Learn More About Man Ray's Cadeau - DailyArtDaily.com
DailyArtDaily
AVAILABLE ON

20th century Man Ray, Cadeau, 1921, editioned replica 1972, Tate

Published on October 29th, 2017 | by Zuzanna Stanska

Learn More About Man Ray’s Cadeau

Man Ray’s Cadeau, 1921, editioned replica 1972, known also as a ‘Gift’, is one of the famous icons of the surrealist movement. It consists of an everyday continental flat iron of the sort that had to be heated on a stove, transformed here into a non-functional, disturbing object by the addition of a single row of fourteen nails. Man Ray loved such transitions – but he never destroys, he always modifies and enriches. In this case, he provides the flatiron with a new role, a role that we dimly guess, and the probably accounts for the object’s strange fascination. The artists once said: ‘There are objects that need names”.

The Gift is a conjunction of two alien objects. One represents domesticity and possibly femininity; the other represents carpentry and hence masculinity.

In 1974, Ray made 5,000 replicas of Gift as a limited edition.

man ray cadeau Man Ray, Cadeau, 1921, editioned replica 1972, Tate, man ray's cadeau

Man Ray, Cadeau, 1921, editioned replica 1972, Tate

In his autobiography Man Ray recounted the story of the making of the original Cadeau. On the day of the opening of his first solo exhibition in Paris he had a drink with the composer Erik Satie and on leaving the café saw a hardware store. There with Satie’s help – Man Ray spoke only poor French at this point – he bought the iron, some glue and some nails, and went to the gallery where he made the object on the spot. He intended his friends to draw lots for the work, called ‘Cadeau’, but the piece was stolen during the course of the afternoon.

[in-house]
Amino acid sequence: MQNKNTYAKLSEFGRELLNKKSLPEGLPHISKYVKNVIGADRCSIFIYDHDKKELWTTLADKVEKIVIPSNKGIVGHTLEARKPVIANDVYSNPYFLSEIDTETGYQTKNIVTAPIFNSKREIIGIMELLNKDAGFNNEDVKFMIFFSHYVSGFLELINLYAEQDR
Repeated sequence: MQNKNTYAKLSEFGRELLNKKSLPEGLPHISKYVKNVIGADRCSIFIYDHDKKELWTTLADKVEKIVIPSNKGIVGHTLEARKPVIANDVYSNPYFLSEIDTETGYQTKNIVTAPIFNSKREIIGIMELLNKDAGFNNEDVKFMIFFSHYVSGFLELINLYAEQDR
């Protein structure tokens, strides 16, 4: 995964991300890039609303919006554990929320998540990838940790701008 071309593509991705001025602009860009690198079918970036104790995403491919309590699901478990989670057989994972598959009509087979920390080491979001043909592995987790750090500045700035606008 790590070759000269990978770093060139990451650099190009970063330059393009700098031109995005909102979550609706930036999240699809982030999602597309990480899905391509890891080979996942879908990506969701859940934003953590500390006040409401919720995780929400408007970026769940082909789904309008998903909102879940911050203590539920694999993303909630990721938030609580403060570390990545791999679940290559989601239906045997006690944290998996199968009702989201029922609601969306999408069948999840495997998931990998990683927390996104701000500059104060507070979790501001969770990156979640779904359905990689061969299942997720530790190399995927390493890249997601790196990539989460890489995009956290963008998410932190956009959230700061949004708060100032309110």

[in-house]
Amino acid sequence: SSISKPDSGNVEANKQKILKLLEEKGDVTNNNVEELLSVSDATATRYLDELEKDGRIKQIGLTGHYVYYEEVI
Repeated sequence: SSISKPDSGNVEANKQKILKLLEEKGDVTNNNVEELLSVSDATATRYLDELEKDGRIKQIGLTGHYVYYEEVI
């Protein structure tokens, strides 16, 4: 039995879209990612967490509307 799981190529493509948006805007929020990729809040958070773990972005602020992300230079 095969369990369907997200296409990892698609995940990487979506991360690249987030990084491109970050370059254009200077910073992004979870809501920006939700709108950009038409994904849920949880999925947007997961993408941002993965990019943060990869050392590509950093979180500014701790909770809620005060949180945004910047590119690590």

Man Ray’ is widely known as a photographer – unfortunately his objects are not particularly widely known. A number of the earliest works were lost or accidentally destroyed. Others are known primarily as photographs reproduced in surrealist magazines and their status as objects has been obscured by the celebrity of the photographic images. In fact, Man Ray sometimes made objects in order to photograph them, and then discarded them, or reused them in other ways. He also remade some works, thereby creating new originals, and when, in the 1960s and 1970s, there was a greater commercial interest in the objects, he, like Duchamp, arranged for some of his objects to be produced in editions.

In 1974, Ray made 5,000 replicas of Gift as a limited edition.

Find out more:

      


About the Author

Art Historian, huge fan of Giorgione or Jean-Auguste-Dominique Ingres. Founder and CEO of DailyArtDaily.com and DailyArt mobile app. But to be honest, her greatest accomplishment is being the owner of Pimpek the Cat.



Back to Top ↑

Subscribe to our newsletter!